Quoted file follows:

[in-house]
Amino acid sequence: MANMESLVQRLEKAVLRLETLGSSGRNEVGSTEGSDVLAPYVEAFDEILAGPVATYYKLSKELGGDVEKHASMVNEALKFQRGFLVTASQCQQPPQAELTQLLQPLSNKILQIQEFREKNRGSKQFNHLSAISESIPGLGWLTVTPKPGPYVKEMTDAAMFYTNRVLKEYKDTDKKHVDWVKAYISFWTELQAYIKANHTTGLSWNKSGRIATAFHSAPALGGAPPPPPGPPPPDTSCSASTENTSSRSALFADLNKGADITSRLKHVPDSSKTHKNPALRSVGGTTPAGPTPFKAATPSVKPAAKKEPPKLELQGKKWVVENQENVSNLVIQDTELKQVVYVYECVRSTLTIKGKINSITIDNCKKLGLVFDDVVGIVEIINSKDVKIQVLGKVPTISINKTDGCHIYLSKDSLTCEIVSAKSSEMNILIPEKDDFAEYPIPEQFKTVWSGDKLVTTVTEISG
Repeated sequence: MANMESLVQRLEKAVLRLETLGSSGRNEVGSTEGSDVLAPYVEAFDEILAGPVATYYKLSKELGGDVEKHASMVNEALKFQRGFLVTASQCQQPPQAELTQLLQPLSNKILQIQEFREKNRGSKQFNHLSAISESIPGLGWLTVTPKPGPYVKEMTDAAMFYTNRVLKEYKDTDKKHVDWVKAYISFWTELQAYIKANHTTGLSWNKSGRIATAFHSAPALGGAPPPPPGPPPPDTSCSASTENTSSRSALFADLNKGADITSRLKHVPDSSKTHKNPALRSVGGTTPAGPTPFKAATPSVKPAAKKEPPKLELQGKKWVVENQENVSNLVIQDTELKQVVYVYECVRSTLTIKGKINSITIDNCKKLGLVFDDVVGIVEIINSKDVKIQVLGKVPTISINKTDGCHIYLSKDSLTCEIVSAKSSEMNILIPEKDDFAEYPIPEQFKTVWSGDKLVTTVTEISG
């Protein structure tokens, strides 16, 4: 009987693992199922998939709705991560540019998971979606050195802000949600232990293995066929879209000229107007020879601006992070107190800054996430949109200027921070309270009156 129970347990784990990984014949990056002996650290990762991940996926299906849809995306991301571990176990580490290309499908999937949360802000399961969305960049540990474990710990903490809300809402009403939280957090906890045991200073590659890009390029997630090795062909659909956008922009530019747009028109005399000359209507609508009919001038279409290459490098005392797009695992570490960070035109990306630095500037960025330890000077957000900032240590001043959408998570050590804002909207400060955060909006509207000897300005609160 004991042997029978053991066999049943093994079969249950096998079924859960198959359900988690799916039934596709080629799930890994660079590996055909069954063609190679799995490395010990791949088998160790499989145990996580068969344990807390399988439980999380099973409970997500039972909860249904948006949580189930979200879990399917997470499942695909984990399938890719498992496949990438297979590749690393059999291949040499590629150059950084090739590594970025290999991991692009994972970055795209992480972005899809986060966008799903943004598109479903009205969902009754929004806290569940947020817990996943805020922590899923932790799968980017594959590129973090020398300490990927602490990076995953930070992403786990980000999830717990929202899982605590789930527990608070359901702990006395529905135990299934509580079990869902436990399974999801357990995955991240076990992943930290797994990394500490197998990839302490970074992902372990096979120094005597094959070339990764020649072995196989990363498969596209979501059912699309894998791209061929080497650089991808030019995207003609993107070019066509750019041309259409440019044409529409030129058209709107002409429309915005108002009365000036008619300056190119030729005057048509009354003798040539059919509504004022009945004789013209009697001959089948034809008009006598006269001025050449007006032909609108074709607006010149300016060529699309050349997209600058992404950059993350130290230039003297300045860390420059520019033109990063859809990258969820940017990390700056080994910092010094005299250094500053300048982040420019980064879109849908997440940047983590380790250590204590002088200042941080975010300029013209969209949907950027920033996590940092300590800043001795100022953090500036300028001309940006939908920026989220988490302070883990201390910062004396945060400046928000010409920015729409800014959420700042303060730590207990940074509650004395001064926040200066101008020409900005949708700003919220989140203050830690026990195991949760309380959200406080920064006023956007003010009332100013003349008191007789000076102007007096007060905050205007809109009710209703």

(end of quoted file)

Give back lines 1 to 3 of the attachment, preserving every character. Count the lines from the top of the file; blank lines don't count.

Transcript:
[in-house]
Amino acid sequence: MANMESLVQRLEKAVLRLETLGSSGRNEVGSTEGSDVLAPYVEAFDEILAGPVATYYKLSKELGGDVEKHASMVNEALKFQRGFLVTASQCQQPPQAELTQLLQPLSNKILQIQEFREKNRGSKQFNHLSAISESIPGLGWLTVTPKPGPYVKEMTDAAMFYTNRVLKEYKDTDKKHVDWVKAYISFWTELQAYIKANHTTGLSWNKSGRIATAFHSAPALGGAPPPPPGPPPPDTSCSASTENTSSRSALFADLNKGADITSRLKHVPDSSKTHKNPALRSVGGTTPAGPTPFKAATPSVKPAAKKEPPKLELQGKKWVVENQENVSNLVIQDTELKQVVYVYECVRSTLTIKGKINSITIDNCKKLGLVFDDVVGIVEIINSKDVKIQVLGKVPTISINKTDGCHIYLSKDSLTCEIVSAKSSEMNILIPEKDDFAEYPIPEQFKTVWSGDKLVTTVTEISG
Repeated sequence: MANMESLVQRLEKAVLRLETLGSSGRNEVGSTEGSDVLAPYVEAFDEILAGPVATYYKLSKELGGDVEKHASMVNEALKFQRGFLVTASQCQQPPQAELTQLLQPLSNKILQIQEFREKNRGSKQFNHLSAISESIPGLGWLTVTPKPGPYVKEMTDAAMFYTNRVLKEYKDTDKKHVDWVKAYISFWTELQAYIKANHTTGLSWNKSGRIATAFHSAPALGGAPPPPPGPPPPDTSCSASTENTSSRSALFADLNKGADITSRLKHVPDSSKTHKNPALRSVGGTTPAGPTPFKAATPSVKPAAKKEPPKLELQGKKWVVENQENVSNLVIQDTELKQVVYVYECVRSTLTIKGKINSITIDNCKKLGLVFDDVVGIVEIINSKDVKIQVLGKVPTISINKTDGCHIYLSKDSLTCEIVSAKSSEMNILIPEKDDFAEYPIPEQFKTVWSGDKLVTTVTEISG